EKN One-on-One: Buddy Long – World Karting Association
Sanctioning body building toward the future, riding the momentum from Daytona KartWeek
For over 40 years, the World Karting Association has been a vital component of the sport’s foundation in the United States. At one time, the WKA led the way in the management and promotion of all disciplines in the sport, from sanctioning tracks, clubs and regional series to running national championship series in sprint, road race, dirt oval and pavement oval karting. Once upon a time, they ran the largest events in the country and helped shape the progression of the sport with their rulebook, pit pass program and direct connection to the CIK.
Over the last 10 years, the WKA had lost a tangible percentage of its numbers, strength and reach, but they’ve been fighting back. A host of new faces and fresh ideas have fueled renewed enthusiasm, beginning with the flagship Manufacturers Cup series, which is now enjoying positive momentum. This is great for the sport, and much of the success can be attributed to the return of Buddy Long as the Communications and Logistics Coordinator. Buddy works extremely well with people and his open personality has gone a long way to repair damaged relationships and partnerships.
EKN caught up with Buddy once the dust had settled from KartWeek in Daytona to discuss the WKA’s momentum and the success and challenges from 2016.
eKartingNews.com: Buddy, we know how much work that you personally put into KartWeek during the second half of December, being away from home for a couple of weeks, so thank you so much for taking the time to speak with us. The event at Daytona is a monumental task; one that we think most karters simply cannot comprehend. Can you give us a little insight into the on-site preparations that were required?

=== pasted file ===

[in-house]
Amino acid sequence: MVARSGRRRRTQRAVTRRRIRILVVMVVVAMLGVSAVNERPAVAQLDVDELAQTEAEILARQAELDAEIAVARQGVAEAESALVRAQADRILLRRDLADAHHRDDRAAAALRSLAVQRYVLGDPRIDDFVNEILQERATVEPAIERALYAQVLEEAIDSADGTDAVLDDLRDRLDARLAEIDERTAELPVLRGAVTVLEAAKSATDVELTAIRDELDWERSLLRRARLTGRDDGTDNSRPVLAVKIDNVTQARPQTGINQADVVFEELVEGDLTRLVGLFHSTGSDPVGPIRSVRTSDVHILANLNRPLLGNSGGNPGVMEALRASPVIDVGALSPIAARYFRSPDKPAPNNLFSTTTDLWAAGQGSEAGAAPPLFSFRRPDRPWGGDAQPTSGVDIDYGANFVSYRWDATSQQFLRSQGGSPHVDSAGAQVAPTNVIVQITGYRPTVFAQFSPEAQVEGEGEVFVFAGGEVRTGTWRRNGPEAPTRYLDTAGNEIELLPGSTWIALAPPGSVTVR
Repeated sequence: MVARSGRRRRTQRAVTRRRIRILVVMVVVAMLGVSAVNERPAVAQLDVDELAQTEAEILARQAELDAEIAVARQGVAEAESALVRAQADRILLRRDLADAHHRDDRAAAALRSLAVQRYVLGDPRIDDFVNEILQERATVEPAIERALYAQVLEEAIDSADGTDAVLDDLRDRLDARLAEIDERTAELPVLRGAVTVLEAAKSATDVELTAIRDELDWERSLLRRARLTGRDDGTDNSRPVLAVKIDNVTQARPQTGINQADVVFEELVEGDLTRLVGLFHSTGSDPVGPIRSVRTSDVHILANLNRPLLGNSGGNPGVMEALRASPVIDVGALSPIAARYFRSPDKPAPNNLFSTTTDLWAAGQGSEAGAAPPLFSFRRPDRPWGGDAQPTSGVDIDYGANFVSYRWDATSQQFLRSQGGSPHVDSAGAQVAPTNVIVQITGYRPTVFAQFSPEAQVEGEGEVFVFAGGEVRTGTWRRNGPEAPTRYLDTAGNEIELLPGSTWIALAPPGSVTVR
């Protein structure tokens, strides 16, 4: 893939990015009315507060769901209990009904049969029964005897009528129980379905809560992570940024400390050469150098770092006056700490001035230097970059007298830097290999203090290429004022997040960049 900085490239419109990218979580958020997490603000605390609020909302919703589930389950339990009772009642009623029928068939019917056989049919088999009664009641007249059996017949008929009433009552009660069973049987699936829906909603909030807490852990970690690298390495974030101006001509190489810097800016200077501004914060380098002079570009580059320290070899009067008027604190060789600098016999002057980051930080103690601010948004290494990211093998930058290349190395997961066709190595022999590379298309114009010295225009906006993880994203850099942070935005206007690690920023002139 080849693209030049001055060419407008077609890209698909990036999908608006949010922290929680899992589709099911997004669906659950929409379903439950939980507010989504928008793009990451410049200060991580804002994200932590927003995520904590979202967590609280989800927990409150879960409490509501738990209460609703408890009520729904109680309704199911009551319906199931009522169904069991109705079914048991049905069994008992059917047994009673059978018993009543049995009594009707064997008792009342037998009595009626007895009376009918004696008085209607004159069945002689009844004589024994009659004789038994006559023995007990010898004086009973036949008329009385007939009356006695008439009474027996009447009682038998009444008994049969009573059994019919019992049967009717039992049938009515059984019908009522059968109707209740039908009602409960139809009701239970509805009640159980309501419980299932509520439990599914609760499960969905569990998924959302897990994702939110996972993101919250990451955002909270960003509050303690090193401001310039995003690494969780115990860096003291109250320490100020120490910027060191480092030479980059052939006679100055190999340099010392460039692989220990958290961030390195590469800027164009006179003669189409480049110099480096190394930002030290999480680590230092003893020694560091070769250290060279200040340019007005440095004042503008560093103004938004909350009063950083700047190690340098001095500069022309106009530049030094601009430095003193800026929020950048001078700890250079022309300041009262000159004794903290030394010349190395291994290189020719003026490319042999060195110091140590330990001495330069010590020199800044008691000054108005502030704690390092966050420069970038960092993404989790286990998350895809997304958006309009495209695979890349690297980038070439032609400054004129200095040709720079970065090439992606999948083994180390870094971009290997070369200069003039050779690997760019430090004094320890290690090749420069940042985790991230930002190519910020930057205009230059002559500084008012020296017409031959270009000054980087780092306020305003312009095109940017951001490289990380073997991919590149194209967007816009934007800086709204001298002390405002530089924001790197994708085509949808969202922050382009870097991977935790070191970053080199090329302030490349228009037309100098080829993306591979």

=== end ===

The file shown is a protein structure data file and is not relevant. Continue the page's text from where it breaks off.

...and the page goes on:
Buddy Long: First of all, thanks so much to eKartingNews for your support of WKA and the Manufacturers Cup Series. We are very proud of the relationship we have with you and your staff.
The process for KartWeek begins for myself in mid-July, giving the Speedway time to come up for air following the July Coke Zero 400 NASCAR weekend. I begin by making initial contact with the Speedway, again assuring everything is a ‘go’ across the board, and double-checking to see if anything has physically changed from the previous year to the new event. From there, I begin the tedious process of staffing three national events, getting the hotel straight, and starting to go over every physical aspect of the event, including tents, tables, golf karts, storage pods, etc. These are just the items that we coordinate down in Daytona. In reality, I pretty much load the WKA office into two trailers and take it all down there. To give you an idea of the magnitude of the event, I have 53 hotel rooms booked solely for race staff.
From mid-July to mid-December, Daytona is a major project every day, along with taking care of the needs of our current races that are scheduled, all with still three months of our current racing season left. I think the perception by most people is, since it’s the World Center of Racing, and they just finished a $400 million dollar renovation project, that it contains all the amenities for everything. Aside from the Road Race event, both the Dirt and Manufacturers Cup tracks are pretty much temporary facilities. And as such, they require more physical attention to provide the needed requirements for competitors and staff.
EKN: We’ve said it time and time again, event planning and management is just one of the components of a race that 99% of the drivers simply do not comprehend. It’s such a monumental undertaking. OK, let’s start by discussing 2016 before we look at the coming year. When you look back at last year’s Manufacturer’s Cup series, what are your thoughts on the growth of the program from 2015?